The Geolight attenuation tank is located under an unused grassy area on the landside of the airport approximately 20m to the south of the new stands area. Surface water, predicted to run off the newly-created impermeable surface at flows of up to 3,000 litres/second, is collected via a gravity network of heavy-duty slot drains and a 660m-long run of 1,500mm-diameter pipes before being fed, via a single 1,500mm pipe, to the attenuation tank
The system is designed to hold back almost 7,000m3 of surface water during heavy storms and the amount of water leaving the Geolight storage tank is carefully controlled by a pumping station so that it can be discharged safely into the Edinburgh Airport network.
Careys Civil Engineering’s senior project manager, Allan Crozier, explains why the SDS system was chosen:
“Given the size, the only potential solutions were either a concrete tank or modular crate storage. Installing a concrete tank would have posed significant civil engineering challenges. With a tight programme, specifying SDS modular storage offered the advantage of both buildability and speed.
“Although on smaller schemes we do sometimes install storage crates ourselves, working with SDS meant we could hand over the installation of the tank to them. The SDS team were totally self-sufficient and extremely slick.” It took only seven weeks to complete the installation, he says.
On most projects only two people are required to install the units as the 2m x 1m x 0.5m cellular Geolight modules are easily handled. But on an installation of this scale, more people are required and SDS had up to six people working full-time on the installation.
The amount of space available for storage of materials on site was minimal and so SDS planned deliveries according to the capability of the team to install on site that day.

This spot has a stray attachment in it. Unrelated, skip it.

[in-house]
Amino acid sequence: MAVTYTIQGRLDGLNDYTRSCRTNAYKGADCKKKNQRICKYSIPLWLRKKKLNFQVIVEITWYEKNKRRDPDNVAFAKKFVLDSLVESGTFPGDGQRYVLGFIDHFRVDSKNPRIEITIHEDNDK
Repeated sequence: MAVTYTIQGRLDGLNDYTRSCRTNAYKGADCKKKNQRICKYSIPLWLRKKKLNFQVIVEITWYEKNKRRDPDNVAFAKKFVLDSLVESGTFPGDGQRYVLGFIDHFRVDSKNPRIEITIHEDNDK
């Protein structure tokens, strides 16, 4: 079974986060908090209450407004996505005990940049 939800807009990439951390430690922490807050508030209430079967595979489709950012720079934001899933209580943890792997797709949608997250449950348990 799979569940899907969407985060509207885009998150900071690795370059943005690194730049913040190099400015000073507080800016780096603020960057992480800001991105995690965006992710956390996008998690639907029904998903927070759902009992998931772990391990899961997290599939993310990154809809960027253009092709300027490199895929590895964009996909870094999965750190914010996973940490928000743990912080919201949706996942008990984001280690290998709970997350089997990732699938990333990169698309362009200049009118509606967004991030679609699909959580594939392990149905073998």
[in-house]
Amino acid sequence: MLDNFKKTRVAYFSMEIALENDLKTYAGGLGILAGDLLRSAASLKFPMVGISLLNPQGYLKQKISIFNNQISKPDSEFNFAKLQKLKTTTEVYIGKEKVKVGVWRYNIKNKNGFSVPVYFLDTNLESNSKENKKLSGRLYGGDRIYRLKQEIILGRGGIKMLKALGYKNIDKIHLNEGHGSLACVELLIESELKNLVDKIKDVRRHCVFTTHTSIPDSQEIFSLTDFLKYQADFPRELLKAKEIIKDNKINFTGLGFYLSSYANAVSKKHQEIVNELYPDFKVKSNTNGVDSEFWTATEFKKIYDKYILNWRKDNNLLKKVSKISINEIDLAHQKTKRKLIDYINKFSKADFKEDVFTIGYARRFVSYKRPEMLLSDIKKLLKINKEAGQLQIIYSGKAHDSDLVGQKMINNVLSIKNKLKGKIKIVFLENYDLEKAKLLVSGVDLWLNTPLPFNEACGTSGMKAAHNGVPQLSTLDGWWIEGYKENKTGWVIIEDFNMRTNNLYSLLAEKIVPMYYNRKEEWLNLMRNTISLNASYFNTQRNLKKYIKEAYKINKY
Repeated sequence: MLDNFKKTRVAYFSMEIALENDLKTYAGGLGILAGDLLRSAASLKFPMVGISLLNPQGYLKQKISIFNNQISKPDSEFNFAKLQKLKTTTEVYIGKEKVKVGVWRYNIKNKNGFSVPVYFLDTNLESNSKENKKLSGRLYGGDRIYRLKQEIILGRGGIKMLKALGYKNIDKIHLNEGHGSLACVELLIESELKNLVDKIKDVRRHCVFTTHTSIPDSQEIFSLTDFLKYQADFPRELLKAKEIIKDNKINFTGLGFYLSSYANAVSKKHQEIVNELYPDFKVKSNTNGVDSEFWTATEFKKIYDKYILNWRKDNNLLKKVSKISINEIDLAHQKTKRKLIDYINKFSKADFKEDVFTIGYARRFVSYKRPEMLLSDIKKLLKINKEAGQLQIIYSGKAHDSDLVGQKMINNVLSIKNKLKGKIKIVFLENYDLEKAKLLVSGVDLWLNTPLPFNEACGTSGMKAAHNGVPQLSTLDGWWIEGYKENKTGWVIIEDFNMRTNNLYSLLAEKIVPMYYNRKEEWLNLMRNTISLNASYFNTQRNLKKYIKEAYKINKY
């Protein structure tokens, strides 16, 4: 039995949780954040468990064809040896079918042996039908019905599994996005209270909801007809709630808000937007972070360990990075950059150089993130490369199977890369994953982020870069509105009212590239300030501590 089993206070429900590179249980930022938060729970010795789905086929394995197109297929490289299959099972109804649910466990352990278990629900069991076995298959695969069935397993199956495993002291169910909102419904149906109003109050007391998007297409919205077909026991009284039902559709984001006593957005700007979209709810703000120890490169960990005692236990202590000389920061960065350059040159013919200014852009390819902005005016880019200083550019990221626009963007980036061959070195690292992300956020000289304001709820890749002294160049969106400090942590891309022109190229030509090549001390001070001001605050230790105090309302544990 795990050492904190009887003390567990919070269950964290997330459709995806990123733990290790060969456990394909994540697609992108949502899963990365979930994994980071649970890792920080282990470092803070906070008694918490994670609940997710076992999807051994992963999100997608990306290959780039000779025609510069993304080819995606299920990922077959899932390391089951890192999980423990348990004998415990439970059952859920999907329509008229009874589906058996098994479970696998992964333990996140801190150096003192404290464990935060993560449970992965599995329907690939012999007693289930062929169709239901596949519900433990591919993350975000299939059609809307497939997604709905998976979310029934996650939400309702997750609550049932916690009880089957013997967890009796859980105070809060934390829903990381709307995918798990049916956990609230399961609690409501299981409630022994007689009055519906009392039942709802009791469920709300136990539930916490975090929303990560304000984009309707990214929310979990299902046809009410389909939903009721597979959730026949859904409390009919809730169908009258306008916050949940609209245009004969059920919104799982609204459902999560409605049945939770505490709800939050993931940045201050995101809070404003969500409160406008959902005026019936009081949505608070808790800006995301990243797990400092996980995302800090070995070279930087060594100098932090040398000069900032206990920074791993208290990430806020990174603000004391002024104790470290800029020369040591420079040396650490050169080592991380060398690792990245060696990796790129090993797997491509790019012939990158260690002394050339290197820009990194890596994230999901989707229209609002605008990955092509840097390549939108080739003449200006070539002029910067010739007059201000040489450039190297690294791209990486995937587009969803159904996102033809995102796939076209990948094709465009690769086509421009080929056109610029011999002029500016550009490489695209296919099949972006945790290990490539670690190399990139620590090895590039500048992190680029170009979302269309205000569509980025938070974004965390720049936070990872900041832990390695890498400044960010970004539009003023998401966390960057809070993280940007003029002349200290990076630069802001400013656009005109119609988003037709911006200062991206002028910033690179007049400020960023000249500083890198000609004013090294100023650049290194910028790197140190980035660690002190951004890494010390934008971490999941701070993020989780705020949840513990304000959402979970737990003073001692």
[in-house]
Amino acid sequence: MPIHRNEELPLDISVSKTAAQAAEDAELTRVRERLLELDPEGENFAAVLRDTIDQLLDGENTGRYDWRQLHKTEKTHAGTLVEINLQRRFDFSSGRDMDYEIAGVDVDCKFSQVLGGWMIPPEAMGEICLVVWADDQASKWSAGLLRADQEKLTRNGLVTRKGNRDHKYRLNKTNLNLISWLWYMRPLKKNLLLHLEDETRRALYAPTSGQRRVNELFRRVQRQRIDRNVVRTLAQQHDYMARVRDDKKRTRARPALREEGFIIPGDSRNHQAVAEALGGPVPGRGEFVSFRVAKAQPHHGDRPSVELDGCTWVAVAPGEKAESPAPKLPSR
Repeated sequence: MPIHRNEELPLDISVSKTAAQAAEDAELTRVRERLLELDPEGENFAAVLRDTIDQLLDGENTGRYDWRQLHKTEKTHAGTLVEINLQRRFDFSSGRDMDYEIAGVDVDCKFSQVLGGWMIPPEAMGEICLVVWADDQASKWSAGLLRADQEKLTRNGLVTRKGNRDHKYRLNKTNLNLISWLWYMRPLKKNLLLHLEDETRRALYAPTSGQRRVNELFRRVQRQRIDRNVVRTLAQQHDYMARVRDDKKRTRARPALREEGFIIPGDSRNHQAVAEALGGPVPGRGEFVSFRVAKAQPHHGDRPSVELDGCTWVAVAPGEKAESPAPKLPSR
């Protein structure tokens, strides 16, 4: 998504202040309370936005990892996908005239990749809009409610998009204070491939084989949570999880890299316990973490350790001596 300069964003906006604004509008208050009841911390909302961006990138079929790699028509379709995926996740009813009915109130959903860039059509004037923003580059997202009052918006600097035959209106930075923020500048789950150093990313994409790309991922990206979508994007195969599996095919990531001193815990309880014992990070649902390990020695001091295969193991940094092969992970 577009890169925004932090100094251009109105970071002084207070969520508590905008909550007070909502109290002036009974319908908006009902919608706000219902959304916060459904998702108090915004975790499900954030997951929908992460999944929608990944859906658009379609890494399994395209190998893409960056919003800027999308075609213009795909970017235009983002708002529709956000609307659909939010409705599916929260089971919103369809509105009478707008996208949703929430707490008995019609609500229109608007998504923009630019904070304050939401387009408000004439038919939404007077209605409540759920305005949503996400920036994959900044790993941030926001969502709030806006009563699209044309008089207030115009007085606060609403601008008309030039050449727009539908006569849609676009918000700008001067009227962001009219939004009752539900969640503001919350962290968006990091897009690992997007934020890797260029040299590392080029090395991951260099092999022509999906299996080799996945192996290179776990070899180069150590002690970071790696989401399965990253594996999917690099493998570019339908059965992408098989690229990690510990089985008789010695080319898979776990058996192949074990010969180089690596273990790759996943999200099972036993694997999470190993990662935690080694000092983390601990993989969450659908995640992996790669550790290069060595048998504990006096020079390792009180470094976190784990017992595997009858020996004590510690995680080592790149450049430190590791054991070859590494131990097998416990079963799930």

Careys prepared the site, stockpiling the excavated soil nearby and leaving a wide excavation with battered sides which required no shoring and allowed about one metre of working space around the perimeter of the tank’s footprint.
The Geolight units were assembled progressively from one end of the excavation to the other with Careys following at a safe distance, back-filling as it went. To seal the tank, the entire structure is wrapped in a 1mm-thick low-density polyethylene welded membrane.
“We deliver the membrane in sections but we do as many of the welds as possible in the factory first,” explains Averley. The final welds are done on site and are then subjected to a visual inspection to detect any gaps or leaks.
Once the installation was completed, the tank was capped with a 300mm layer of clean stone and a metre of soil from the original excavation. In this configuration the Geolight structure can support a surprisingly high loading, says Averley. “The honeycomb is one of the strongest structures in nature,” he declares.
“Once our tanks are in the ground and buried, they can take the weight of an aircraft,” says Averley. And while this installation isn’t expected to receive loadings of this magnitude, others are: “We did another tank at Birmingham Airport and that one had to be capable to taking the weight of an A380,” he adds.